How Does MSHA Interpret the Negligence of a Citation?
What is Negligence According to MSHA?
Last month, I focused on the MSHA definitions of the gravity of a citation and how knowing those definitions can assist a mine operator during an inspection. This month, I will continue with a related topic, the statutory definitions of the negligence of an MSHA citation. When mine operators know the definitions of negligence, they can ask informed questions regarding the accuracy of a citation and ensure that the inspector is accurately assessing the violation.
Citation Box 11 – Negligence
Negligence is defined by MSHA in § 100.3(d) of the Mine Act as “ . . . conduct, either by commission or omission, which falls below a standard of care established under the Mine Act to protect miners against the risks of harm. Under the Mine Act, an operator is held to a high standard of care. A mine operator is required to be on the alert for conditions and practices in the mine that affect the safety or health of miners and to take steps necessary to correct or prevent hazardous conditions or practices. The failure to exercise a high standard of care constitutes negligence.”
This definition is, like many standards under the Mine Act, somewhat convoluted. This definition is saying that the Mine Act establishes the minimum standard of care through the health and safety standards, and the mine operator must be vigilant for any violations of the Mine Act. Further, the Mine Act is a “strict liability” statute — a mine operator’s liability under the Mine Act does not depend on actual negligence or intent to harm. Therefore, due to the definition of negligence and the strict liability nature of the Mine Act, MSHA automatically considers any violation negligent behavior. Whether there was intent to harm or even knowledge of the violation is irrelevant, except in cases where the operator could not have known about the violation.
If any violation of the Mine Act is negligent, the next question is: how negligent was the mine operator in allowing the violation to exist? To interpret this question, MSHA uses the five degrees of negligence defined in § 100.3(d):
· No Negligence – The operator exercised diligence and could not have known of the violative condition or practice.
· Low Negligence – The operator knew or should have known of the violative condition or practice, but there are considerable mitigating circumstances.
· Moderate Negligence – The operator knew or should have known of the violative condition or practice, but there are some mitigating circumstances.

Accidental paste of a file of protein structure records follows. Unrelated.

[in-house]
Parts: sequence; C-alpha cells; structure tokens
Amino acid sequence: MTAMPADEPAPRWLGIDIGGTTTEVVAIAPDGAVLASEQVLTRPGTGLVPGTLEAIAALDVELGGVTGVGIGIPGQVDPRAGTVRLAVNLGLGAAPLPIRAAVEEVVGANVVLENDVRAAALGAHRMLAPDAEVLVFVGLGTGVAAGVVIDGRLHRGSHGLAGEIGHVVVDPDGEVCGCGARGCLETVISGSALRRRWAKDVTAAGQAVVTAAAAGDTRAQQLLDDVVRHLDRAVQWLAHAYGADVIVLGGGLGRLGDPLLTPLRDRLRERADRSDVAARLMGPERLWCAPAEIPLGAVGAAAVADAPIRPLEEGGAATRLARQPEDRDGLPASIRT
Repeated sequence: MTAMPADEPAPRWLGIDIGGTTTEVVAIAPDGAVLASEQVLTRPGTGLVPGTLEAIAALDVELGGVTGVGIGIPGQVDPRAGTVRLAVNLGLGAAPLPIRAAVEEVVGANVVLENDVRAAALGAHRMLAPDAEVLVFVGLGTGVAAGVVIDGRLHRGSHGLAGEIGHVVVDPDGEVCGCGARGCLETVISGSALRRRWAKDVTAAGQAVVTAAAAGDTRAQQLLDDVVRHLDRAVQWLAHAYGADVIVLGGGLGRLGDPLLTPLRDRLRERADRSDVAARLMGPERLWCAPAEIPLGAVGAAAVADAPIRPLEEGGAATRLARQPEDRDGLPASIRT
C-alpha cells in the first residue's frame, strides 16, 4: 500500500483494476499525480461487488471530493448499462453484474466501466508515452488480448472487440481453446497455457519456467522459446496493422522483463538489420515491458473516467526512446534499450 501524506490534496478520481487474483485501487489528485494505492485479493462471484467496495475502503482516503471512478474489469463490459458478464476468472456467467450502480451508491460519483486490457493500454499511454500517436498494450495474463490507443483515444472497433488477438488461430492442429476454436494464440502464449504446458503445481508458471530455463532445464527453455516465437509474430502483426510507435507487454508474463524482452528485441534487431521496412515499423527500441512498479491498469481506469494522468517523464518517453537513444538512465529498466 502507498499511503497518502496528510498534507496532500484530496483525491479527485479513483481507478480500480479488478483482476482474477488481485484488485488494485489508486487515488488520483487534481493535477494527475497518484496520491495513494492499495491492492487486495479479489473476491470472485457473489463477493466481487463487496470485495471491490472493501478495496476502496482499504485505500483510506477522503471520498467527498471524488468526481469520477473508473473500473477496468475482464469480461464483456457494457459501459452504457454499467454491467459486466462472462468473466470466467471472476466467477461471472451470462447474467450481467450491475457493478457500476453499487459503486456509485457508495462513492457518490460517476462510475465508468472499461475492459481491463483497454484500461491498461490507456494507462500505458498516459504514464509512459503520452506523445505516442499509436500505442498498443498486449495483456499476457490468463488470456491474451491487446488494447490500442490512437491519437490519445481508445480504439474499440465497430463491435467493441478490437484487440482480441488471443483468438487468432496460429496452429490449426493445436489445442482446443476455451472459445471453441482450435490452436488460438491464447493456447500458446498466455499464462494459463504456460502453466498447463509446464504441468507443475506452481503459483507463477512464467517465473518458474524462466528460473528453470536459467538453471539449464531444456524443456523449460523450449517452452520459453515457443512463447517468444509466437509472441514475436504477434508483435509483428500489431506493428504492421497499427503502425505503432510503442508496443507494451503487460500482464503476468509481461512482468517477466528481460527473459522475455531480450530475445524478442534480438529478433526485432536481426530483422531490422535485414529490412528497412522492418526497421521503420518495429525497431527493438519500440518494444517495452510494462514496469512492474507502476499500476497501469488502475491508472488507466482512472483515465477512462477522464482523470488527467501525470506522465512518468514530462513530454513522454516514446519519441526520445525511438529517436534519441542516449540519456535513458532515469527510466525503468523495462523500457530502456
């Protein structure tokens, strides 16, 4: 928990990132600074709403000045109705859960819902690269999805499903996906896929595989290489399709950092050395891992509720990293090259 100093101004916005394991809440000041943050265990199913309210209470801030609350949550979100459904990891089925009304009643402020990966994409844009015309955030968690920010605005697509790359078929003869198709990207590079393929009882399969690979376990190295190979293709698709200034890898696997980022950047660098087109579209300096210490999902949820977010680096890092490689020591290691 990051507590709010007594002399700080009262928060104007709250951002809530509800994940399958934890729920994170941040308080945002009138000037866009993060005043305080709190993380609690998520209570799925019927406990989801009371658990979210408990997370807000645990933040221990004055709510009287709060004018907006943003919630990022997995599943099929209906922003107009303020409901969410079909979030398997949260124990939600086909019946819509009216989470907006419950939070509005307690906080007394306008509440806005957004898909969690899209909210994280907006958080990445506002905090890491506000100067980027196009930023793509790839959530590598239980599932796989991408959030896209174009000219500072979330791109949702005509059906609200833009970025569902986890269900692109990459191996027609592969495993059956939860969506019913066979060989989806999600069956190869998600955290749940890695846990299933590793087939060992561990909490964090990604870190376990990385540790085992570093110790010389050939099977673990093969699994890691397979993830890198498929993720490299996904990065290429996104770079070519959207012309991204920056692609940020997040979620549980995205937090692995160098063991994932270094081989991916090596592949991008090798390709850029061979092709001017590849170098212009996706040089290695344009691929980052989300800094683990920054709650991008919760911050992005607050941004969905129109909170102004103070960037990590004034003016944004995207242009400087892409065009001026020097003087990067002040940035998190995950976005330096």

· High Negligence – The operator knew or should have known of the violative condition or practice, and there are no mitigating circumstances.
· Reckless Disregard – The operator displayed conduct which exhibits the absence of the slightest degree of care.
Inspectors mark “No Negligence” when an operator is diligent in following the rules, and there is no way the operator could have known about the violation. This could arise when the violation occurs due to an unknown malfunction during the inspection, such as a back-up alarm suddenly stops working even though the equipment is well-kept or new. However, these are very rare occurrences!
The difference between “Low”, “Moderate”, and “High” Negligence hinges on the “mitigating circumstances” the operator can prove. Mitigating circumstances are actions that the operator has taken before the inspection to prevent or correct hazardous conditions or practices. Mitigating circumstances can be nearly anything, depending on the violation. Examples include ordering repair parts, posting warning signs, training on that specific issue, or restricting travel in certain areas. If an operator can show that they have done something to prevent or correct the hazard, then the inspector cannot write the citation as high negligence.
Inspectors mark “Reckless Disregard” when an operator knows or should know there is a serious hazard and does nothing to correct it. A reckless disregard citation is saying that the operator did not care if the violation existed or that the violation may injure miners. For example, allowing a hazard to exist uncorrected for an extended amount of time, repeated similar violations in the recent past, or knowledge of the hazard while taking no corrective actions can all go to showing reckless disregard. A citation marked reckless disregard will nearly always be a 104(d) citation.
How Does This Help?
Just like knowing the definitions of gravity, knowing the definitions of the different levels of negligence can help ensure the inspector is accurately evaluating the citation. As discussed, the difference between a “High Negligence” citation and a “Low Negligence” citation is based almost entirely on mitigating circumstances. Therefore, discussing facts surrounding a violation, specifically those that lessen the operator’s responsibility for the violation, can prompt an inspector to reduce the citation. If the operator can show even some small mitigating circumstances, a “High Negligence” designation has difficulty holding water.
This is another area where proper documentation is invaluable. If an operator documents when they discover an issue and what steps they have taken to resolve the issue, it is much harder to write a “High Negligence” citation. Showing when it was discovered can prove that the issue has not existed for an extended amount of time. Having documented proof of blocking off an area immediately and ordering parts can show that the operator was not negligent in allowing the violation to exist. Finally, if the inspector does not take this proof into consideration when writing the citation, a mine operator will be ready to contest it. Physical evidence is always stronger that spoken word and documentation made at the time the issue arises or is discovered will provide weighty evidence during conference.
 30 USC § 100.3(d).